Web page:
Saturday consisted of our third week of our new winter wonderland sessions. This week we saw approximately 50 kids and parents joining in and having fun. This was a very good turnout of numbers as it was a very chilly morning, however the weather didn’t stop the kids from running around and enjoying all the activities planned out. My main focus to capture this week through the lens was on the kids having fun and showcasing their different emotions. I was also focusing on parents getting involved by either assisting their children complete the activities or joining in and performing the actitives for their own purposes.

Throughout the next few weeks I am hoping to continue capturing the kids emotions and showcasing their developing skills and techniques towards athletics.

Lindsay Mitton

Special General Meeting – Constitution and Merger with Ginninderra Little Aths

The Committees of the Ginninderra Little Athletics Centre and the UC Ginninderra Athletics Club have recently met to discuss the merger of the two clubs into a single Ginninderra Athletics.

Among the outcomes was a review of the Ginninderra Little Athletics Centre Inc Constitution – which has not been updated in over a decade.

Over the next two weeks, consultation with the Clubs’ membership will be undertaken.  Below are links to both the old and new (joint), recommended Constitution.  A summary paper of the key changes is also listed, along with the full 2018 version of the Constitution for reference.

Key dates to be aware of:

  • Consultation period:                      19 May 2018 – 30 June 2018
  • Special General Meeting:             10:00am Registration, 10:10am Start on Saturday, 7th July 2018

Please provide any feedback in e-mail to president@ginninderra.com by 12 noon the 30th June 2018.

Running with the Tigers – Week 4

This week was another enjoyable and amazing run with tigers. To start this week off, there was the routinely FAST session on the Tuesday night which involved completing repeated sprints. We performed 10 sprints over 100m with the intensity in the form of meeting between two times. My times for this activity was between 13.5 and 14.5 seconds which is a big margin to fit between. However, this proved challenging when reaching the last 3 sprints of the session as this is where either oxygen deprivation hits you or a build of lactic results in the legs locking up. As you could imagine it was very hard to move after finishing this session with even the cooldown lap around the track proving to be difficult for myself. Despite this, this was an awesome session and was important in teaching the athletes about judging ones’ speed and adjusting race pace to meet a certain intensity. As well as this, I learnt that it was important to be explosive at the start of the sprint in order to level out into a comfortable pace towards the end and this proved to be very helpful message to take on board when 6-7 sprints in.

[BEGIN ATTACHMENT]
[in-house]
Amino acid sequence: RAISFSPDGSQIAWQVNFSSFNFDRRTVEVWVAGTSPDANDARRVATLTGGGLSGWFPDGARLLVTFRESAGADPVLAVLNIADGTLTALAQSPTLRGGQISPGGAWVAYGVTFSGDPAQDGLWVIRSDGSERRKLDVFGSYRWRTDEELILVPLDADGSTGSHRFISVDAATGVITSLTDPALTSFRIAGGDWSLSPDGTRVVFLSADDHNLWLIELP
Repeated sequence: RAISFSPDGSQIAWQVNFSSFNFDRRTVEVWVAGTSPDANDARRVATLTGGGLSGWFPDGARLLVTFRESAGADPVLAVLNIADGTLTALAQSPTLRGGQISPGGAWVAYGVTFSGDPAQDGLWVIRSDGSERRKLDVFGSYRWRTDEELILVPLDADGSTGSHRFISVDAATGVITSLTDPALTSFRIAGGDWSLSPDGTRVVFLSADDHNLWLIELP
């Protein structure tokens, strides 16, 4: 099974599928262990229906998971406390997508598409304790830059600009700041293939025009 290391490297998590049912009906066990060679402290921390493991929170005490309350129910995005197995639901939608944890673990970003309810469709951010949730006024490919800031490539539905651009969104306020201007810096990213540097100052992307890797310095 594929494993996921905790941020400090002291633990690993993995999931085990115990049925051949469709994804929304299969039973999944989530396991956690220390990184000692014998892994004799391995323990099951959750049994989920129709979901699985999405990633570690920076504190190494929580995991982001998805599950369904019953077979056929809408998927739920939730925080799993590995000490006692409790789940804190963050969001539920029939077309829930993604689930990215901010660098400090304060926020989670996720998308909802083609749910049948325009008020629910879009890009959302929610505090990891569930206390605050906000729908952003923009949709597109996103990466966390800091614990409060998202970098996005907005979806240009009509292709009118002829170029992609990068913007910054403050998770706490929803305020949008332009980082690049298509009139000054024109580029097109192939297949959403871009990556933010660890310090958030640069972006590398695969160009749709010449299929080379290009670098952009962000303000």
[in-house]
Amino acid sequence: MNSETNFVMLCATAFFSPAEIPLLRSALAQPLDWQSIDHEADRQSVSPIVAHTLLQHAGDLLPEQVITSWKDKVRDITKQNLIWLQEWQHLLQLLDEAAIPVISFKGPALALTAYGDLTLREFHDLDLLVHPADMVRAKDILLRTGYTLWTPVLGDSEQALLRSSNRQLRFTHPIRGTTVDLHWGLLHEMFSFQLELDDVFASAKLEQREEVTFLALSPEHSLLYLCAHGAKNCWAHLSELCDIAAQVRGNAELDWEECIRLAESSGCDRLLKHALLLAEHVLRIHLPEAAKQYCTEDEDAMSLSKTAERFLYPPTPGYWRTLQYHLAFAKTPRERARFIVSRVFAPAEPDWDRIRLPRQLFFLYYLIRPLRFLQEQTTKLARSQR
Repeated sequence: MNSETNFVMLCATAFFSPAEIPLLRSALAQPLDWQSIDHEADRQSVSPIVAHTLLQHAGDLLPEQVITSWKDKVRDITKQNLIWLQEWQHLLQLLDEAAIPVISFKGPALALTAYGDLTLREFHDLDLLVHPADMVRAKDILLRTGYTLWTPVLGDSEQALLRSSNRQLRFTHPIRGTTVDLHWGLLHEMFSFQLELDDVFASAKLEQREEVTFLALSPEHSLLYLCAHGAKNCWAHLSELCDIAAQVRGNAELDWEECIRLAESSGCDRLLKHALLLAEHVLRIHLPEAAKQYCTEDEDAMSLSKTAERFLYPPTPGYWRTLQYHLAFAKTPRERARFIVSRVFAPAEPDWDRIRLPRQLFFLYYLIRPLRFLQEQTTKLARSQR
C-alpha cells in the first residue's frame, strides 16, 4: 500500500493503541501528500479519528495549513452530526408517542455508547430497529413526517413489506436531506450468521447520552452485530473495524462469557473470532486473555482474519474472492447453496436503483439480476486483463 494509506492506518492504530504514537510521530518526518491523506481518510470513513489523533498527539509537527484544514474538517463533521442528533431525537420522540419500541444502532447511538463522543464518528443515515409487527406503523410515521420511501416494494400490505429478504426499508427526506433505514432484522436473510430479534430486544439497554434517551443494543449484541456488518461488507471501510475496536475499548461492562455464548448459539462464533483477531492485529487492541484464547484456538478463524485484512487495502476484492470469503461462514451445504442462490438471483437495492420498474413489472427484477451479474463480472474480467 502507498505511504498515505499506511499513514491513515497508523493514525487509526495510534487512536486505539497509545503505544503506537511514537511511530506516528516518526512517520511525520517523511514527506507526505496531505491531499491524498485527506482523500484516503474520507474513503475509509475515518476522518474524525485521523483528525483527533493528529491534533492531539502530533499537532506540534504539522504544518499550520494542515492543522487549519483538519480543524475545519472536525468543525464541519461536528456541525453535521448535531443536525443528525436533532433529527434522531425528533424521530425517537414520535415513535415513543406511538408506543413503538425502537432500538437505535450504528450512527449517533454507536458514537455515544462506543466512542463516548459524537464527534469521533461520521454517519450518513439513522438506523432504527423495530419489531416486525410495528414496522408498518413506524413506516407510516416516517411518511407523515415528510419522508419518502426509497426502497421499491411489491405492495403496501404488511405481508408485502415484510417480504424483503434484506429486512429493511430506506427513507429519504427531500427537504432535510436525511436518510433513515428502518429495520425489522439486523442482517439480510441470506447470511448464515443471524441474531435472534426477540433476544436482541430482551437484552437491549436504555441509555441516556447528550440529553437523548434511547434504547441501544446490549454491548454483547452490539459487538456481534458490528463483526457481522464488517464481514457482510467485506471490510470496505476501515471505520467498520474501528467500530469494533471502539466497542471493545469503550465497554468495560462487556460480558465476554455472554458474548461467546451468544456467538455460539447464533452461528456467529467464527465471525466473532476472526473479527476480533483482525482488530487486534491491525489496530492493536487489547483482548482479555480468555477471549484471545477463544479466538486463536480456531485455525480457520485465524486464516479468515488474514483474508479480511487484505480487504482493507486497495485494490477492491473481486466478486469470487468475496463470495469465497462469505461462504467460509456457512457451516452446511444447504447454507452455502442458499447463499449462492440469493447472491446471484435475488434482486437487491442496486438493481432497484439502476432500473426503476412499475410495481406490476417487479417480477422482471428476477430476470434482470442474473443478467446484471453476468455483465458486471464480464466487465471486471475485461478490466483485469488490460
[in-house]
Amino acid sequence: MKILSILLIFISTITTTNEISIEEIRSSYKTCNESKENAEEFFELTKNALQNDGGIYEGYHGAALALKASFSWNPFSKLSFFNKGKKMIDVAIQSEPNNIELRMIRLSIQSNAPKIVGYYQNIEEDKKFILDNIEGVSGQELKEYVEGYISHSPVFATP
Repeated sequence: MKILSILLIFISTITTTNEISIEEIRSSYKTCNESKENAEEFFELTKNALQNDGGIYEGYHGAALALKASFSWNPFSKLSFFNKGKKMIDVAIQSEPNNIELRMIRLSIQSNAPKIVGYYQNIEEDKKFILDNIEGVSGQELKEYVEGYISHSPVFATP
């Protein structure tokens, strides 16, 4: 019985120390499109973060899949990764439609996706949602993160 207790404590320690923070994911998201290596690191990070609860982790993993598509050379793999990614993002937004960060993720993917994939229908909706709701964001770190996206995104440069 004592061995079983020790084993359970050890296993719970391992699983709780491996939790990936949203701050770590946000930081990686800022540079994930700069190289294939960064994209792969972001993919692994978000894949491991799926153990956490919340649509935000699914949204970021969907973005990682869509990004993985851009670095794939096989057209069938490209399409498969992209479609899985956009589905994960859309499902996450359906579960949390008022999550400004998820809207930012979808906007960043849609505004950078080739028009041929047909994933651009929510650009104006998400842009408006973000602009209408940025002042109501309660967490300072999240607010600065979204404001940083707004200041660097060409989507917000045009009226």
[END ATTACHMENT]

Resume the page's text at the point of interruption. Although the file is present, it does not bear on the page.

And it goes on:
The next two training session were most likely the hardest sessions I have done so far. These included completing five 200m sprints in the form of team relays and pyramid hill sprints at the Governor Generals House. Both were designed to push the limits of an athlete and to solidify the notion of technique being key when running. Not only this but when you are fatigued the arms drive the legs so long as your arms are moving then your legs will also move as a result. From a coaching point of view, I learnt many things throughout this week’s lot of sessions like grouping the athletes in terms of training age and similar physical abilities. I also learnt that our job as coaches isn’t just about teaching the athlete the correct techniques and lead them through the different session activities but to also motivate the athlete. Our job is to push the athlete above and beyond, so they are able to reach new heights within their athletic career. This statement really sat with me and is one of the important lessons I have learnt throughout this internship.